It’s OK to not want to be the next world-changing entrepreneur (or to not even want to have staff).
It’s totally OK for you to be you and only you!
It’s OK to eat ice-cream and watch Netflix at any time of day to get back in the right head-space.
It’s OK to take a day off work to do nothing.
It’s OK to ask for help, especially from the Freelance Jungle!
It’s OK to feel guilty about arranging your work and clients around how you want to live, even though you also know it’s OK to do that (if that makes sense).
It’s OK that other people in 9-5 jobs don’t understand your choices and how you live your life.
It’s OK to want to be paid a fair amount that enables you to live comfortably.
It’s OK not to earn as much as your full-time employed friends. Especially when you know what kinds of hell they put up with on a regular basis.
It’s OK to have nothing new to add to the conversation 😉
It’s OK to love playing small. Also, to screw up your nose every time someone uses “overwhelm” in a sentence.
It’s OK to put family first when you need to. And it’s OK to hate Skype calls and getting dressed up for the man.
It’s OK to protect your brand. It doesn’t make you a bitch or mean you value competition over collaboration. You can still be a decent person and have a backbone and stick up for yourself when someone’s being a douche canoe.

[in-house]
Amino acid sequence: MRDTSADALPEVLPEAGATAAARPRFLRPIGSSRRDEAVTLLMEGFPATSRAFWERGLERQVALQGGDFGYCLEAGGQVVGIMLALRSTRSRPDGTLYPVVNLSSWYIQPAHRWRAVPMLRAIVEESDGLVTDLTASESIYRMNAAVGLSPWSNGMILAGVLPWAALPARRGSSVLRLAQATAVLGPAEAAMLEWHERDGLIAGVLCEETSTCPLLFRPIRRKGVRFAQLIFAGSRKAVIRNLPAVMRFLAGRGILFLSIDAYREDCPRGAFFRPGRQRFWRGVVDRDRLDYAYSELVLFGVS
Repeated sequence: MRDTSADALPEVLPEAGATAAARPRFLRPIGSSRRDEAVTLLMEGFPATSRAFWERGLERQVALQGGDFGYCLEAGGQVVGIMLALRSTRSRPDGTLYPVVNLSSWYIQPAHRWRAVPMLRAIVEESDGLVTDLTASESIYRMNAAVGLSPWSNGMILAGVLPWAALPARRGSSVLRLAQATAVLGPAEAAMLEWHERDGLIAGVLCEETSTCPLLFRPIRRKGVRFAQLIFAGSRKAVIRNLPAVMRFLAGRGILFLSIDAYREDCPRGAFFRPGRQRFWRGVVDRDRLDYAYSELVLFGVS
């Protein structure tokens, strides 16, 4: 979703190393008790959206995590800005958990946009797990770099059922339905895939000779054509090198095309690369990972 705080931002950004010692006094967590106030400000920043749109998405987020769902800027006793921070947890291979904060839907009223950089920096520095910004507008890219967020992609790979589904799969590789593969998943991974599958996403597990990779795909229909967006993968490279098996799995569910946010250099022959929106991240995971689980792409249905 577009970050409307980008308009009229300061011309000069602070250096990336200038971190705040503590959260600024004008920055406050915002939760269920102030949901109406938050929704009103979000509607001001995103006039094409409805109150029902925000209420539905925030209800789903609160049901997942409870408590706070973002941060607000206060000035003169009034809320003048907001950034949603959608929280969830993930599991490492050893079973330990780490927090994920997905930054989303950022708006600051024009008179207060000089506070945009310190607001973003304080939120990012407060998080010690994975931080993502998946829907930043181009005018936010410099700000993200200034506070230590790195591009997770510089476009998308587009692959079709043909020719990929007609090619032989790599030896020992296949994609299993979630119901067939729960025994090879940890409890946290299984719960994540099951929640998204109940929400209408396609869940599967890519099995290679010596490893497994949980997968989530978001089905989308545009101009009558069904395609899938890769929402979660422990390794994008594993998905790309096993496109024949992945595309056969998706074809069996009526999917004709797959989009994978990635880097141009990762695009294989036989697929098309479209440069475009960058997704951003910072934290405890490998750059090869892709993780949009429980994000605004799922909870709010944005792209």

It’s OK to work for the love and the money. You can be ethical, honest, and use your values to guide your decisions, as well as making excellent money and being good at sales.
It’s OK to set your own rules – and enforce them! – if that means less stress and an easier workflow, even if others think those rules are stupid or annoying. For example, I don’t take briefings from new clients or prospects over the phone, only via email. Each time I’ve made an exception, I’ve regretted it, so no more exceptions.
It’s OK to break up with clients who don’t respect you.
It’s OK to not want to be a “boss babe” or constantly “hustle” – it’s fine to be comfortable with the size and level your business is at.
It’s OK to restructure or refocus your business if it’s no longer working for you.
It’s OK to not get involved in fixing things that other people broke, even though you need those things to do your work (I need to hang this statement on my wall – welcome to my day today!)
It’s OK to ride the roller-coaster of self-esteem. We all scream on the way down, feel disappointed at the bottom and excited on the way up again. The ride is only fun because of the ups and downs.
It’s OK to be content, even happy sometimes.